Philip Harris, Baron Harris of Peckham

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The Right Honourable
The Lord Harris of Peckham
Born Philip Harris
(1942-09-15) 15 September 1942 (age 75)
Peckham, London, England, UK
Residence London
Cannes
Nationality United Kingdom British
Occupation Businessman
Known for Carpetright, Harris Federation, Arsenal FC
Net worth £110 million (2016)
Political party Conservative Party (UK)
Spouse(s) Pauline

Philip Charles Harris, Baron Harris of Peckham (born 15 September 1942) is an English businessman, Conservative party donor and member of the House of Lords.

He is the sponsor of the large multi-academy trust the Harris Federation.

Interests[edit]

Business[edit]

Harris was the chairman of Carpetright plc and has over 50 years’ experience in carpet retailing. Harris left Carpetright in 2014 and sold all of his shares and he is no longer associated with Carpetright

He was chairman and chief executive of Harris Carpets. Harris Carpets acquired Queensway in 1977 to become Harris Queensway plc until the company was taken over in 1988.

Lord Harris was also a non-executive director of Great Universal Stores plc for 18 years, retiring from the GUS Board in July 2004. Lord Harris became a non-executive director of Matalan in October 2004.

Football[edit]

He was appointed to the board of Arsenal Football Club as a non-executive director in November 2005.

Equestrian interests[edit]

Lord Harris is the co-owner of the Olympic gold medal-winning horse Hello Sanctos ridden by Scott Brash in the team show jumping event at the London 2012 Summer Olympics.[1]

Lord Harris and Lord Kirkham bought the horse for an estimated 2 million at the start of 2012. They are also co-owners of the horses Hello Sailor, Hello Unique and Hello Boyo. [2]

Politics[edit]

Conservative Party donations[edit]

Harris made donations to David Cameron as leader of the Conservative Party. He is considered to be one of his personal friends. He is said to have played a role in convincing Cameron to contest the party's leadership in the summer of 2005. His ties to Cameron came under scrutiny two years later when it appeared that Andrew Feldman, a political associate of his and a fellow donor to Cameron's leadership campaign, used Harris's name to claim privileges accorded to active members of the House of Lords (which Harris, his peerage notwithstanding, had never been).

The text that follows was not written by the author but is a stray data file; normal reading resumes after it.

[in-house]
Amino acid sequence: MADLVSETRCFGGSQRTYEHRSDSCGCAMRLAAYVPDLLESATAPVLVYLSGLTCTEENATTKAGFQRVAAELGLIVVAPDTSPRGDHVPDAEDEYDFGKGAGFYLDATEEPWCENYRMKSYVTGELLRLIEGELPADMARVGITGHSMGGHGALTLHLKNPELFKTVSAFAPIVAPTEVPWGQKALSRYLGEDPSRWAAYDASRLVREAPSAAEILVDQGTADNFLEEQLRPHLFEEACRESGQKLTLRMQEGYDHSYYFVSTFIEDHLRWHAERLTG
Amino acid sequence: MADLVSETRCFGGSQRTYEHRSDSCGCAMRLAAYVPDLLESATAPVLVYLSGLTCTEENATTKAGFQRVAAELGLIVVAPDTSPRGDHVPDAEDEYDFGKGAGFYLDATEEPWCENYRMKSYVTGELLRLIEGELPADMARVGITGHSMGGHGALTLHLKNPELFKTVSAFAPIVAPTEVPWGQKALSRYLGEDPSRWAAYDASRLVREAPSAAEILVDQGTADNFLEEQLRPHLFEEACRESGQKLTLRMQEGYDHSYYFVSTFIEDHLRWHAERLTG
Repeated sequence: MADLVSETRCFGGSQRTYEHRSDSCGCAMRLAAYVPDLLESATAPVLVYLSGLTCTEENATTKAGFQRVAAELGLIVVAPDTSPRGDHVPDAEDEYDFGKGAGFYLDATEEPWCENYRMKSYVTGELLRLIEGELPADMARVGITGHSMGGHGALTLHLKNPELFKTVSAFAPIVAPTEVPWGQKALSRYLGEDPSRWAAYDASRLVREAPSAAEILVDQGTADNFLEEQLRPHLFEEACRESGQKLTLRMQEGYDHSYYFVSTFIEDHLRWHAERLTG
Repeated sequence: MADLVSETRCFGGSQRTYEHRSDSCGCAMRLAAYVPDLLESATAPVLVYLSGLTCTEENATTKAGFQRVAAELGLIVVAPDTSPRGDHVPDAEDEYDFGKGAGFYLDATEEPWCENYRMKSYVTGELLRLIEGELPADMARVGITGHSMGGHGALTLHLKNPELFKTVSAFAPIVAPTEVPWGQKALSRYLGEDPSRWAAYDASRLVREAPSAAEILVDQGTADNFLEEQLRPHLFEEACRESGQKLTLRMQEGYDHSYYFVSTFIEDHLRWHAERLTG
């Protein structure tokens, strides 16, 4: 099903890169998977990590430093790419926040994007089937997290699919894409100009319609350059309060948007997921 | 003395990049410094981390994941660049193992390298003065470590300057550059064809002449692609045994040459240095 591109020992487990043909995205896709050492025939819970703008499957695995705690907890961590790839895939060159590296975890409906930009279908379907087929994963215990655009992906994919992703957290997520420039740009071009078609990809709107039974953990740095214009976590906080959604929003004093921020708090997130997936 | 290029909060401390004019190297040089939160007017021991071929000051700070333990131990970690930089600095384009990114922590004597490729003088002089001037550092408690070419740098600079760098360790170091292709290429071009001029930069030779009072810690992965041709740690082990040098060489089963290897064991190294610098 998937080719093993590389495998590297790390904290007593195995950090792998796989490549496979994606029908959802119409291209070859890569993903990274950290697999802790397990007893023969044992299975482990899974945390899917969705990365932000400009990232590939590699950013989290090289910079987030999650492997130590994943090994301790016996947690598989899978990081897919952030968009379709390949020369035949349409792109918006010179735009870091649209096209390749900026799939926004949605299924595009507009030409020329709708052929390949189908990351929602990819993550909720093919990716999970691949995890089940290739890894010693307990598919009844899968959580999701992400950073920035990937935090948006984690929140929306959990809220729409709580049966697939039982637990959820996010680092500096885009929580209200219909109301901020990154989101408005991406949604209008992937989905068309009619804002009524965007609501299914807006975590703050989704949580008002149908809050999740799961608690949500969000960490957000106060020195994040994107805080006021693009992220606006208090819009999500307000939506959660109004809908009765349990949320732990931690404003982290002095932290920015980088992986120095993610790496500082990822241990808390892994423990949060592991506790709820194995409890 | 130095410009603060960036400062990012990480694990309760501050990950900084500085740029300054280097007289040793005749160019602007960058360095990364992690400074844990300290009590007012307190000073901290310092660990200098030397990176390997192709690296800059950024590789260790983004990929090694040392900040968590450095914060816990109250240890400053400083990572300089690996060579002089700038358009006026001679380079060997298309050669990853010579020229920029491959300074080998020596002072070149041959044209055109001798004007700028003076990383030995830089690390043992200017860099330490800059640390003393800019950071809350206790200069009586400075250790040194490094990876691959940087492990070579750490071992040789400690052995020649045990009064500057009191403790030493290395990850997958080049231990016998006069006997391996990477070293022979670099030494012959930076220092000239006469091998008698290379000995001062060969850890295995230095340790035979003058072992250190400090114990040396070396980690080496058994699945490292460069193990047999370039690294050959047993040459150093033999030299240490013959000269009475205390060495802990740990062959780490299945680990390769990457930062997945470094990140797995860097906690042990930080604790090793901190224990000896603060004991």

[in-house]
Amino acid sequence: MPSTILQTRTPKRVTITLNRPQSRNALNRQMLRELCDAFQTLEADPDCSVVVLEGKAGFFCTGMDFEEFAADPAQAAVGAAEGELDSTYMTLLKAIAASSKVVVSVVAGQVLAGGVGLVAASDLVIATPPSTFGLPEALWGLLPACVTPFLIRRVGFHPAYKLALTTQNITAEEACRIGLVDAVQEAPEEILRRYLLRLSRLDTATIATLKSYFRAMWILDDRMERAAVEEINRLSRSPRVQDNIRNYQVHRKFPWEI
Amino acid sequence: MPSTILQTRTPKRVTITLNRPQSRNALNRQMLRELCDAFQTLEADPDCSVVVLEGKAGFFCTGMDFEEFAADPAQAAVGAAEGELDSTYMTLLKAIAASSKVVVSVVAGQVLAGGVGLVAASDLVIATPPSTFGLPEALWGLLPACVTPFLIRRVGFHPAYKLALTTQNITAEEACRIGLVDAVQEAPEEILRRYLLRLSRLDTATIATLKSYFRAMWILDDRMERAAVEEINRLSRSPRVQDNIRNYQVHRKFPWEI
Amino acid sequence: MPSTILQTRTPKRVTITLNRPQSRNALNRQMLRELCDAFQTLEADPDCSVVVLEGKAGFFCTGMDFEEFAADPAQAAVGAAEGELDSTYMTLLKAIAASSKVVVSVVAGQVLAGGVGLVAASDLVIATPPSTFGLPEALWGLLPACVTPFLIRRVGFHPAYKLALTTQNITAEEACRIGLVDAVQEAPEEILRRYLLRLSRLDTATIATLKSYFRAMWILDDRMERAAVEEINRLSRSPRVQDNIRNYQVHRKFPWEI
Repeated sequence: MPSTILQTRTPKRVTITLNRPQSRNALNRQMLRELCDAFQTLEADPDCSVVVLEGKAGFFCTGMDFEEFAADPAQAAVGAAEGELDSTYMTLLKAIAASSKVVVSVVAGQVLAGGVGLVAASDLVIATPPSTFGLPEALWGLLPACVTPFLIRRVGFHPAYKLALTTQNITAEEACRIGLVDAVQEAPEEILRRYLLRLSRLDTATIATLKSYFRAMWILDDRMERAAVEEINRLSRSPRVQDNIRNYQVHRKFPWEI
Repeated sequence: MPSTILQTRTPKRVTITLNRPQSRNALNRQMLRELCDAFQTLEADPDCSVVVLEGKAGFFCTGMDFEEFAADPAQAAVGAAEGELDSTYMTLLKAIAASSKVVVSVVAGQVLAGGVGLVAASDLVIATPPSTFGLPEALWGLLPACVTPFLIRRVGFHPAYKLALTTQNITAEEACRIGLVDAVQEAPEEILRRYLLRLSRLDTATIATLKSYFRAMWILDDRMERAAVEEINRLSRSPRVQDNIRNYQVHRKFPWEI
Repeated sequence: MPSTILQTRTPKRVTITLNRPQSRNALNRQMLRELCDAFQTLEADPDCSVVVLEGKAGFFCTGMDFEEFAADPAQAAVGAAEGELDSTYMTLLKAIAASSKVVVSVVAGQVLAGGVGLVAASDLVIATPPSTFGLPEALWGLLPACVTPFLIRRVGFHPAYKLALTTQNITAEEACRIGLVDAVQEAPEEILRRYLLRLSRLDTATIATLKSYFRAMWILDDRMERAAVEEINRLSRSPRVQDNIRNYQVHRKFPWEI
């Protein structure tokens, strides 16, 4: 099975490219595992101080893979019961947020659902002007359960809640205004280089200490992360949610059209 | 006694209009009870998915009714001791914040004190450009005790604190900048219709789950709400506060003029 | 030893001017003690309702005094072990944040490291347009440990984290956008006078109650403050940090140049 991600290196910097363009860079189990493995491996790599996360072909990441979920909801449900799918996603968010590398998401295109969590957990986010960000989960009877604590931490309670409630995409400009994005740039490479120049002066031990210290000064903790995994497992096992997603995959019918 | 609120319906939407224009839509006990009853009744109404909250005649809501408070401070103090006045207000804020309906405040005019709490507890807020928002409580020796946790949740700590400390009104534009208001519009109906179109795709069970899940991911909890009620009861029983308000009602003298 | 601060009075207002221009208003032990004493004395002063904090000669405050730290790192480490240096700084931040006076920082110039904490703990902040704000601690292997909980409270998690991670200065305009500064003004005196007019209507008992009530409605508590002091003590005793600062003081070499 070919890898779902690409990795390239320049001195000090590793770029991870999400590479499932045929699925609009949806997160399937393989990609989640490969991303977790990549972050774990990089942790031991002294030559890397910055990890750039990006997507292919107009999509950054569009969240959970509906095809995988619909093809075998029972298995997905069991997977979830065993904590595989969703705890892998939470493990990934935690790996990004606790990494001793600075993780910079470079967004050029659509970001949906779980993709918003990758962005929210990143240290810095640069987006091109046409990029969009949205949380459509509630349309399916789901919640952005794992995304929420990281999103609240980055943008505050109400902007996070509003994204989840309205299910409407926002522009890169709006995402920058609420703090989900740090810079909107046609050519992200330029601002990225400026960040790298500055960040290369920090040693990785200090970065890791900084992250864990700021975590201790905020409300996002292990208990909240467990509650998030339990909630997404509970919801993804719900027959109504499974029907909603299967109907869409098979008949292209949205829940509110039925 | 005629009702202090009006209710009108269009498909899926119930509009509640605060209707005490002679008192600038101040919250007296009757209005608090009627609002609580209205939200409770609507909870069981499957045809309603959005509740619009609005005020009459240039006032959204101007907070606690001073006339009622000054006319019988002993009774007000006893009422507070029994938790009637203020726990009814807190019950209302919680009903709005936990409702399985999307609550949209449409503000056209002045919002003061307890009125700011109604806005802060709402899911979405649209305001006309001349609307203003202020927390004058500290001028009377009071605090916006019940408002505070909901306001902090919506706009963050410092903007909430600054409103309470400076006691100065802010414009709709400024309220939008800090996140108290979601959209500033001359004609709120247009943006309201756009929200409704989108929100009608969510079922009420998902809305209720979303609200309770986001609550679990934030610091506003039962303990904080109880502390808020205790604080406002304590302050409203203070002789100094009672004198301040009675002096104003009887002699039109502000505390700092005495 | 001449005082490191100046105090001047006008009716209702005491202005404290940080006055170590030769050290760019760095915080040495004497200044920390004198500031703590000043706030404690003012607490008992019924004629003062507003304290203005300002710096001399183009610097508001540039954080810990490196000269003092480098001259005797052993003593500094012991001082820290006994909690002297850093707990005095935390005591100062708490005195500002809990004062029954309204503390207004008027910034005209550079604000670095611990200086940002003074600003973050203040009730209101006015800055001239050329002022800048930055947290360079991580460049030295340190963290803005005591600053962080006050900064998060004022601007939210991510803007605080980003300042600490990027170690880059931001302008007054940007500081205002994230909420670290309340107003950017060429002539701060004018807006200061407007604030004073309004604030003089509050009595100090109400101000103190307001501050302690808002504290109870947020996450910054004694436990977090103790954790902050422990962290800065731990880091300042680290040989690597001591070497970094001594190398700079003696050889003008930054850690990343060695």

A report in The Independent newspaper quoted a senior member of the Lords Privileges Committee as suggesting the allegation shows how fundraising "pollutes our politics".[3]

Comments on Theresa May[edit]

In a September 2017 interview with The Times he described Theresa May as very indecisive unlike Thatcher, hopeless during the general election campaign which she should have won easily, and was leading a weak directionless government. He said May was mishandling the Brexit negotiations and alienated many in the business community. He also said the government's funding cuts to schools had gone too far and were a false economy and that the free schools policy should be overhauled by the Department for Education so that they are only set up in areas of place shortages.

Other comments made included his opposition to an expansion of grammar schools, Theresa May u-turning on too many decisions such as the so-called dementia tax, and the Home Office not reducing net migration to the tens of thousands as repeatedly promised. Harris also talked about potential candidates on who could succeed May as Conservative Party Leader.

[4][5]

Harris Federation academies[edit]

He has contributed extensively to education and as a result, many schools and colleges (such as Harris Manchester College, Oxford) bear his name. Through the Harris Federation, many secondary schools in South London have received Harris donations. In the London Borough of Croydon, he helped to found the Harris City Technology College, Harris Academy South Norwood and Harris Academy Merton, Harris Academy Purley, Harris Academy Chafford Hundred, although many local residents are angered that the original name of the South Norwood site, Stanley Technical High School, was dropped in place of the Harris name.[6]

In recent years, the forced change to academy status has placed additional schools under the management of the Harris Federation despite considerable opposition from Boards of Governors and parents.[7]

Personal life[edit]

He was educated at Streatham Grammar School and his father died when he was 15.

In 1960, Philip Harris married Pauline Chumley. The couple have a daughter Susan, and sons; Martin, Peter and Charles.

His wife Pauline was appointed an DBE in 2004 and a DL in 2005.

Sunday Times Rich List[edit]

Lord Harris ranked 206th in the Sunday Times Rich List 2006, with an estimated wealth of £285m. (2004 162nd £254m, 2005 192nd £250m).

Other[edit]

He was Knighted in 1985.[8]

He was made a Life peer as Baron Harris of Peckham, in the London Borough of Southwark on 11 January 1996.[9]

References[edit]